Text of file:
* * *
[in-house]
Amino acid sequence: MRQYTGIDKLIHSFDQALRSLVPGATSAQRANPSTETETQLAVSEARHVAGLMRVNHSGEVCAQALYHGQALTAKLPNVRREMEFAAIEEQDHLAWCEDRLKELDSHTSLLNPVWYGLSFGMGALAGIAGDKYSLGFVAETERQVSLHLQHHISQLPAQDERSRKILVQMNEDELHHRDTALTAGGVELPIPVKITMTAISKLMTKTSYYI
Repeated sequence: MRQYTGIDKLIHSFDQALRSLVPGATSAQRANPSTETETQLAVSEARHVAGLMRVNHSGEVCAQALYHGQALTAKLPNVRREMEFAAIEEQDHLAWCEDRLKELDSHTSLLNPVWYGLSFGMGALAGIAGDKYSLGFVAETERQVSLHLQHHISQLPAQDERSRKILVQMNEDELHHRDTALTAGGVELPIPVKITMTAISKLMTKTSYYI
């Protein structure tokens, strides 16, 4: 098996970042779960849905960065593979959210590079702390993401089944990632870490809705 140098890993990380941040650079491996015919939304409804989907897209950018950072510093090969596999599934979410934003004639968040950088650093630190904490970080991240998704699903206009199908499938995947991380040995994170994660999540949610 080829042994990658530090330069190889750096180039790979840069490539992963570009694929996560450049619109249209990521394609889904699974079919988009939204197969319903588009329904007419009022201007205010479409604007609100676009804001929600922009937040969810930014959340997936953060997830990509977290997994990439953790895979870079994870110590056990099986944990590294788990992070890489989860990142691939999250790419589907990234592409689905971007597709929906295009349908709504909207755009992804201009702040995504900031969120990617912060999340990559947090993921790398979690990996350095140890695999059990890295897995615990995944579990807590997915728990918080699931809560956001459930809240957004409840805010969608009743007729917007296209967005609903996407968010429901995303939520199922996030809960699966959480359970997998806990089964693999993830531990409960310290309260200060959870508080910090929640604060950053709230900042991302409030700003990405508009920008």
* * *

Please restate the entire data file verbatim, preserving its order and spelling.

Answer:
[in-house]
Amino acid sequence: MRQYTGIDKLIHSFDQALRSLVPGATSAQRANPSTETETQLAVSEARHVAGLMRVNHSGEVCAQALYHGQALTAKLPNVRREMEFAAIEEQDHLAWCEDRLKELDSHTSLLNPVWYGLSFGMGALAGIAGDKYSLGFVAETERQVSLHLQHHISQLPAQDERSRKILVQMNEDELHHRDTALTAGGVELPIPVKITMTAISKLMTKTSYYI
Repeated sequence: MRQYTGIDKLIHSFDQALRSLVPGATSAQRANPSTETETQLAVSEARHVAGLMRVNHSGEVCAQALYHGQALTAKLPNVRREMEFAAIEEQDHLAWCEDRLKELDSHTSLLNPVWYGLSFGMGALAGIAGDKYSLGFVAETERQVSLHLQHHISQLPAQDERSRKILVQMNEDELHHRDTALTAGGVELPIPVKITMTAISKLMTKTSYYI
């Protein structure tokens, strides 16, 4: 098996970042779960849905960065593979959210590079702390993401089944990632870490809705 140098890993990380941040650079491996015919939304409804989907897209950018950072510093090969596999599934979410934003004639968040950088650093630190904490970080991240998704699903206009199908499938995947991380040995994170994660999540949610 080829042994990658530090330069190889750096180039790979840069490539992963570009694929996560450049619109249209990521394609889904699974079919988009939204197969319903588009329904007419009022201007205010479409604007609100676009804001929600922009937040969810930014959340997936953060997830990509977290997994990439953790895979870079994870110590056990099986944990590294788990992070890489989860990142691939999250790419589907990234592409689905971007597709929906295009349908709504909207755009992804201009702040995504900031969120990617912060999340990559947090993921790398979690990996350095140890695999059990890295897995615990995944579990807590997915728990918080699931809560956001459930809240957004409840805010969608009743007729917007296209967005609903996407968010429901995303939520199922996030809960699966959480359970997998806990089964693999993830531990409960310290309260200060959870508080910090929640604060950053709230900042991302409030700003990405508009920008």